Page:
Monday, October 28, 2013

Using the Ruby Sequel Gem to Build Dynamic Filters

The Ruby Sequel library has become my favorite tool for interacting with relational databases. In my opinion, it has the right blend of abstraction to simplify common database CRUD operations while maintaining plenty of control when you need to perform more complex queries. While powerful, its taken a little time studying the documentation to learn its secrets. There's not a lot of external knowledge available to draw from when you can't figure something out. I know how to write SQL but translating that into the Sequel DSL has been challenging at times. I've spent a lot of time in the Ruby console trying different ways of assembling an equivalent SQL statement with Sequel that I can write in a minute or two in the PostgreSQL console. While Sequel will let you just pass a SQL string to it, when you need to assemble that string with conditional components, it makes less sense. After all, that's what Sequel is doing for you internally. You just have to figure out how to pass in those components so Sequel knows how to build the final SQL.

As a specific problem, consider a simple example where you have a table that has several text columns against which you want to allow a user to perform a search. They can choose to search on one or all of the columns, however, they are bound to the records that they are marked as the "owner" based on their user ID. Here is how the SQL might look if you just wrote it using all four of the possible fields to search:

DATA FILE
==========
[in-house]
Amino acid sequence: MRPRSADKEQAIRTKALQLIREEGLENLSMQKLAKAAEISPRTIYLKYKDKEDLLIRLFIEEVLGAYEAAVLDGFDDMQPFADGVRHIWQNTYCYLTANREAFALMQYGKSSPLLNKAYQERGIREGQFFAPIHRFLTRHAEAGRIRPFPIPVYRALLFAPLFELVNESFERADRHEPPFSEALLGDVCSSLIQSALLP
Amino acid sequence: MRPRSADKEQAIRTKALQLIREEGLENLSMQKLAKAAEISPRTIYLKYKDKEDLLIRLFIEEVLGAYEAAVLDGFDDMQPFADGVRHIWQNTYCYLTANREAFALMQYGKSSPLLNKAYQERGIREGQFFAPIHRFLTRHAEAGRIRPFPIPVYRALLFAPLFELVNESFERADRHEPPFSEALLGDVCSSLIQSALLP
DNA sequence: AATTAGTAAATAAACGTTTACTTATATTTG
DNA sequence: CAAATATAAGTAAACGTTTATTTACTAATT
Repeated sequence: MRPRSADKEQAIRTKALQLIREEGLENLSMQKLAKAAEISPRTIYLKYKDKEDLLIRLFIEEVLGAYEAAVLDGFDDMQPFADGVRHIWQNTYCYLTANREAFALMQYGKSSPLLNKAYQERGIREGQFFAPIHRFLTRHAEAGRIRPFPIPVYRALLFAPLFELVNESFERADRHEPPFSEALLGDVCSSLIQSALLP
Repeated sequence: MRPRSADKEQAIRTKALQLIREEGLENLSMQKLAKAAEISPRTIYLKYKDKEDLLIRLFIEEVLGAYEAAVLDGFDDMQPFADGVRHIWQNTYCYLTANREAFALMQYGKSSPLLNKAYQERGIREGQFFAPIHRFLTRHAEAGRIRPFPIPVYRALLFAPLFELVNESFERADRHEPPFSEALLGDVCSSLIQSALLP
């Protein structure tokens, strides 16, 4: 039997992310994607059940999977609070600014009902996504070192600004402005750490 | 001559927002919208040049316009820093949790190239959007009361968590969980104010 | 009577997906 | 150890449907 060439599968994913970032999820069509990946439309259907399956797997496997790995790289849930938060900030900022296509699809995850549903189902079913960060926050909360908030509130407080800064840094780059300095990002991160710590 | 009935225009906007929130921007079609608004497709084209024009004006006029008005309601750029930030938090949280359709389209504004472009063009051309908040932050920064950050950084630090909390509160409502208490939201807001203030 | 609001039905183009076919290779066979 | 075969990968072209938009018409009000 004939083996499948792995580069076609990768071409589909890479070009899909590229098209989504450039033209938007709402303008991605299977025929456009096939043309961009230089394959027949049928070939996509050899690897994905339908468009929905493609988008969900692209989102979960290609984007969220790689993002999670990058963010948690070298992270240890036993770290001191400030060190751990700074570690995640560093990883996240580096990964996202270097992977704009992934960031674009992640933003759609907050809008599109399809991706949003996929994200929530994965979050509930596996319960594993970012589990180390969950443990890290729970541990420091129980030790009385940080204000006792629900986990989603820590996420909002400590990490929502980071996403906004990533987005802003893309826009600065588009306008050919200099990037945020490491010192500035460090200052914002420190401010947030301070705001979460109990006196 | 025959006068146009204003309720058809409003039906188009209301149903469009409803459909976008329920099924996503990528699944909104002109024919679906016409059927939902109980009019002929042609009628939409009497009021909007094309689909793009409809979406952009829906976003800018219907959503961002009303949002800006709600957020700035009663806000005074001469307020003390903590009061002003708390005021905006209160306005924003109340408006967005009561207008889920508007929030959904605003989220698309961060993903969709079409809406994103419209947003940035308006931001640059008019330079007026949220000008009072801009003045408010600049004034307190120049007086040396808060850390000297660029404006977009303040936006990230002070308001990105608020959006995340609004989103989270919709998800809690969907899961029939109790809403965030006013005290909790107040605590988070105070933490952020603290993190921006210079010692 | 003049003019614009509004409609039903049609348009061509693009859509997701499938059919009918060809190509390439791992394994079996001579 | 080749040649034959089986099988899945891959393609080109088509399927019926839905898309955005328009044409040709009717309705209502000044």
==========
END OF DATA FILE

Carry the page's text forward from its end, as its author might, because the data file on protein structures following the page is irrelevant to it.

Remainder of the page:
SELECT * 
FROM my_table
WHERE 
   owner_id = :user_id AND
   ( text_field1 ILIKE '%:search_term%' OR
     text_field2 ILIKE '%:search_term%' OR
     text_field3 ILIKE '%:search_term%' OR
     text_field4 ILIKE '%:search_term%' )



Constraining the user is easy by itself with Sequel:


# userid is set, session or otherwise
DB[:my_table].where( :owner_id => userid )



The problem that arises now is how to AND those like conditions onto the statement. If you simply add an or() function to the end of the prior line (below, "term" is from the query string in the request and is normalized to lower case and enclosed in '%'):

DB[:my_table].
   where( :owner_id => userid ).
   or{ text_field1.ilike( term ) }.
   or{ text_field2.ilike( term ) }



You'd get an SQL statement like this:

SELECT * 
FROM my_table
WHERE 
   owner_id = 100 OR
   text_field1 ILIKE '%foo%'OR
   text_field2 ILIKE '%foo%'